Hanford Crews Complete Demolition of PFP’s Main Processing Facility; Oak Ridge Begins Takedown of Last Standing ETTP Lab Facility; and much more!

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EM Update | Vol. 12, Issue 6 | Feb. 11, 2020


Crews to Move Fuel to Dry Storage in Compliance with Idaho Agreement

EM workers at the Idaho Nuclear Technology and Engineering Center transfer Experimental Breeder Reactor-II spent nuclear fuel from the Chemical Processing Plant-666 basin to a shipping cask.

IDAHO FALLS, IdahoEM workers are set to soon begin transferring spent nuclear fuel from an underwater basin to a dry storage area at DOE’s Idaho National Laboratory (INL) Site.

The project is necessary for DOE to meet a milestone with the state of Idaho to have all spent nuclear fuel transferred from wet to dry storage by 2023. Workers are safely transferring the fuel from wet to dry storage and preparing for its final disposition at an off-site repository. 

Spent nuclear fuel from the Experimental Breeder Reactor-II (EBR-II) reactor is currently stored in the Chemical Processing Plant-666 (CPP) basin at the Idaho Nuclear Technology and Engineering Center. The fuel will be retrieved from there, transferred to a shipping cask, loaded onto a tractor trailer, and transported across the INL Site to the Radioactive Scrap and Waste Facility (RSWF). The cask will then be unloaded from the trailer, placed over below-ground steel fuel storage liners, and lowered into place.

EBR-II operated at the former Argonne National Laboratory-West, now the Materials and Fuels Complex, from 1964 until 1994. It generated power for the INL and supported reactor research. Spent nuclear fuel from EBR-II was transferred to the CPP-666 basin from 1986 to 1999.

To prepare to move the fuel, engineers designed a mock-up of the spent fuel liner at RSWF to practice unloading the fuel. This mock-up allowed crews to practice using a mobile crane and forklift as well as positioning, adjusting, and operating equipment to simulate the setup at RSWF. Crews conducted test runs and project personnel even held an emergency drill to simulate a non-normal event related to the fuel moves.

“The mock-up and dry runs are absolutely beneficial for crews to practice fuel moves and get familiar with the type of equipment they will be using for the actual moves,” said Mark Stubblefield, spent nuclear fuel manager with Fluor Idaho, EM’s INL Site cleanup contractor.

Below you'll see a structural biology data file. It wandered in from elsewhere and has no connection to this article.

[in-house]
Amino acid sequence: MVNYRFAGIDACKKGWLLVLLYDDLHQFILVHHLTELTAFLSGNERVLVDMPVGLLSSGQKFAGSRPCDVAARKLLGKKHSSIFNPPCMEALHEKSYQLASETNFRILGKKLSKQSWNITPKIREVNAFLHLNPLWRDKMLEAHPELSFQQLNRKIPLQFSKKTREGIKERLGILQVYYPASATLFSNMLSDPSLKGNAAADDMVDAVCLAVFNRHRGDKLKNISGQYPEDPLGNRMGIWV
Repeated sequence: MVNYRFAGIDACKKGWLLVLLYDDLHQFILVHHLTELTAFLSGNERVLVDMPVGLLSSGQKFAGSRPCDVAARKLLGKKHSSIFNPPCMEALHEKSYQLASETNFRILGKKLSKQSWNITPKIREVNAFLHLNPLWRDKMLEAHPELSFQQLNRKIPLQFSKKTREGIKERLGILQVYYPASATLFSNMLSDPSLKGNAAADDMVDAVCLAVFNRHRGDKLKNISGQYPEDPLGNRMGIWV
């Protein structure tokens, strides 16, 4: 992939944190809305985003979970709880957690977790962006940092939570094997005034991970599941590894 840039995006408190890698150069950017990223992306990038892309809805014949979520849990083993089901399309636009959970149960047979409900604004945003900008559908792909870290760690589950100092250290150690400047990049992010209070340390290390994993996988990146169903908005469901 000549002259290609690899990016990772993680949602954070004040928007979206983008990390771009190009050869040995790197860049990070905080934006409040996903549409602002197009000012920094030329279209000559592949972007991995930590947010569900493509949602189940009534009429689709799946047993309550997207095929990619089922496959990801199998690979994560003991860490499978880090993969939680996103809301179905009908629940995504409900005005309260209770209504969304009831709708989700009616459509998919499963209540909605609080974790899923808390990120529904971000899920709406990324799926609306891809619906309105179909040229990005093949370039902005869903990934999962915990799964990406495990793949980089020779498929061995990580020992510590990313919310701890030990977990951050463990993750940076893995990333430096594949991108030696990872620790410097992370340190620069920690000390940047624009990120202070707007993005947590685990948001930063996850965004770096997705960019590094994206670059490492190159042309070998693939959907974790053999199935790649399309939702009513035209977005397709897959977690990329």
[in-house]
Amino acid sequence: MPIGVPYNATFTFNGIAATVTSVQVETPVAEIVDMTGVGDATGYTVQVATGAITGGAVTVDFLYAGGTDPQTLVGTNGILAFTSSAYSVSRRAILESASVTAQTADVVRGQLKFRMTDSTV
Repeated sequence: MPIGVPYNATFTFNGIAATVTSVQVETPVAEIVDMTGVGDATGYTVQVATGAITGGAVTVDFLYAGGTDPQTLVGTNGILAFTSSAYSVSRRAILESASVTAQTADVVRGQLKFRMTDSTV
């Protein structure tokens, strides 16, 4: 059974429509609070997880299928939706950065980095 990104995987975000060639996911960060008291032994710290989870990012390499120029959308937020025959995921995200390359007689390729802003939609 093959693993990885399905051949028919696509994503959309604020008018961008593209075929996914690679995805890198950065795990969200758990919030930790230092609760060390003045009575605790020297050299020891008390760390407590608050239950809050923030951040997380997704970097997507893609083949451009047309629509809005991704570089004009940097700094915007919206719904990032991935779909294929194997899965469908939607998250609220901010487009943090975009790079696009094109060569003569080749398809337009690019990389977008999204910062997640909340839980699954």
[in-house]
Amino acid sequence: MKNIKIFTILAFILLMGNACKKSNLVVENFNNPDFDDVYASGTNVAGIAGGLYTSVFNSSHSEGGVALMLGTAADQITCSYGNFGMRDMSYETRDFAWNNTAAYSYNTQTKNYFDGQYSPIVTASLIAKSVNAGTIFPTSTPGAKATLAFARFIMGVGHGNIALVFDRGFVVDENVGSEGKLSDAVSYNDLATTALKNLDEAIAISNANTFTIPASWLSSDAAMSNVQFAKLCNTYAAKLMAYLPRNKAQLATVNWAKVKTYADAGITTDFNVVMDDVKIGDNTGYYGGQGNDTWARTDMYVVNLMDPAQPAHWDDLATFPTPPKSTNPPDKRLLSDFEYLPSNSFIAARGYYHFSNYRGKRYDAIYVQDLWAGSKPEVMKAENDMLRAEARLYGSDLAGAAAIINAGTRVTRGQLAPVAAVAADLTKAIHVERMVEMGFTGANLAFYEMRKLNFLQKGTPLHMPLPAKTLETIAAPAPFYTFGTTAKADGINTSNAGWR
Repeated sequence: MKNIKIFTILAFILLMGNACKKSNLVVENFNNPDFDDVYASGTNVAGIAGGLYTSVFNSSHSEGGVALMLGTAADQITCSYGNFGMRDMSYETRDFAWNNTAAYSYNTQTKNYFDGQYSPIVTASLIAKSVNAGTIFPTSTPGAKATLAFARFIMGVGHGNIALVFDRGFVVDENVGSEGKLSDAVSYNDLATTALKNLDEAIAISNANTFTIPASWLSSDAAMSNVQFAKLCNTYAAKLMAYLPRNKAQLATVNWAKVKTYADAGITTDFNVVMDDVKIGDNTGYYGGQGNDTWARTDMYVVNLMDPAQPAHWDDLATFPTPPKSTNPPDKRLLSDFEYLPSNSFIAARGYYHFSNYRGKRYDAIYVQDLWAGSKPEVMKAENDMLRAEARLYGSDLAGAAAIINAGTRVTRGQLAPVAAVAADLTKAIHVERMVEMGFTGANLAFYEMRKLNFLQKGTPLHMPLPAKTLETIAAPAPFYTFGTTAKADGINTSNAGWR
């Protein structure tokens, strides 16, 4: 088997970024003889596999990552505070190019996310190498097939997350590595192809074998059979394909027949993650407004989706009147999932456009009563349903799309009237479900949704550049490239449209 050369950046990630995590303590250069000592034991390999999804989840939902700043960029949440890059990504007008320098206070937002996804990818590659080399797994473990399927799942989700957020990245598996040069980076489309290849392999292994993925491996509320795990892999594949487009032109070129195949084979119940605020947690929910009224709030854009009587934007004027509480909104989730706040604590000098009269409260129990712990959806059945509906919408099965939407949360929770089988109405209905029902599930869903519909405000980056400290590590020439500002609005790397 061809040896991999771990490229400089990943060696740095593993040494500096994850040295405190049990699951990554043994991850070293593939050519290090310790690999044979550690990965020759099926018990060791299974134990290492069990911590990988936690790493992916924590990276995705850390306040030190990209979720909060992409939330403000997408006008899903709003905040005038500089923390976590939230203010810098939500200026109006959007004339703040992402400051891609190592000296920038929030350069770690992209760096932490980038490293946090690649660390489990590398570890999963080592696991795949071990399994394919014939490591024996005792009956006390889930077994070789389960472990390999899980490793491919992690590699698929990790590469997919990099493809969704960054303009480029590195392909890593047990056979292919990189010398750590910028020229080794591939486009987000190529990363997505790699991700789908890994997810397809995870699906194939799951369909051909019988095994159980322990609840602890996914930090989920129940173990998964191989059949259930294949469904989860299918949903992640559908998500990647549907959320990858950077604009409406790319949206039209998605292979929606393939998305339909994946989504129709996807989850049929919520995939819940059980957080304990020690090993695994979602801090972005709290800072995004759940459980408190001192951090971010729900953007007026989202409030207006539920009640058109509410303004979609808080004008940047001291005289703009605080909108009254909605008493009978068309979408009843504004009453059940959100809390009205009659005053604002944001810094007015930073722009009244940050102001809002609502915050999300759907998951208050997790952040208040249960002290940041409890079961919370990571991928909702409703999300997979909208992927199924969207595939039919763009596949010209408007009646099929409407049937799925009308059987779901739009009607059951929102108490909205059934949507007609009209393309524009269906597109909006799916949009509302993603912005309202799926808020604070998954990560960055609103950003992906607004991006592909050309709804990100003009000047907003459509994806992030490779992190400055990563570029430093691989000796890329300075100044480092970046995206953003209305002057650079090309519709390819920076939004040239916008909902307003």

Earlier this year, the last of the U.S. Navy’s spent nuclear fuel was transferred from the CPP-666 basin to the nearby Naval Reactors Facility for dry storage. The basin is nearly 94-percent empty, with only two fuel types remaining: EBR-II and Advanced Test Reactor (ATR). Workers are making progress transferring the ATR fuel to CPP-603, a dry-storage facility.

-Contributor: Erik Simpson

West Valley’s 200-Foot Meteorological Tower Passes Inspection


A meteorological tower at EM’s West Valley Demonstration Site recently underwent an annual inspection by the company Mid-State Communications.

WEST VALLEY, N.Y. – A 200-foot meteorological tower critical to cleanup planning at EM’s West Valley Demonstration Project (WVDP) Site recently passed an annual inspection.

“The annual inspection results are good news for the site and our use of the meteorological tower information for site work,” EM WVDP Director Bryan Bower said. “This information helps provide historical data for long-term planning, weather impacts, and responses to any unplanned conditions.”


An inspector climbs a 200-foot meteorological tower at EM’s West Valley Demonstration Project Site.

Demolition work is dependent on the weather, which can produce high winds, rain, snow, and ice at this upstate site, especially in winter, according to Janice Williams, vice president of regulatory strategy for WVDP cleanup contractor CH2M HILL BWXT West Valley (CHBWV).

“The meteorological tower is an important tool for the project and provides key risk management information that can be used for project success,” Williams said. “Being prepared is a key factor in the success of any project.”

Inspectors from the company Mid-State Communications examined the tower, including wires and concrete blocks that keep it upright and in place. The wires were re-tensioned as needed. The inspectors also climbed the tower to check the structure’s steel and replace lights.

-Contributor: Joseph Pillittere

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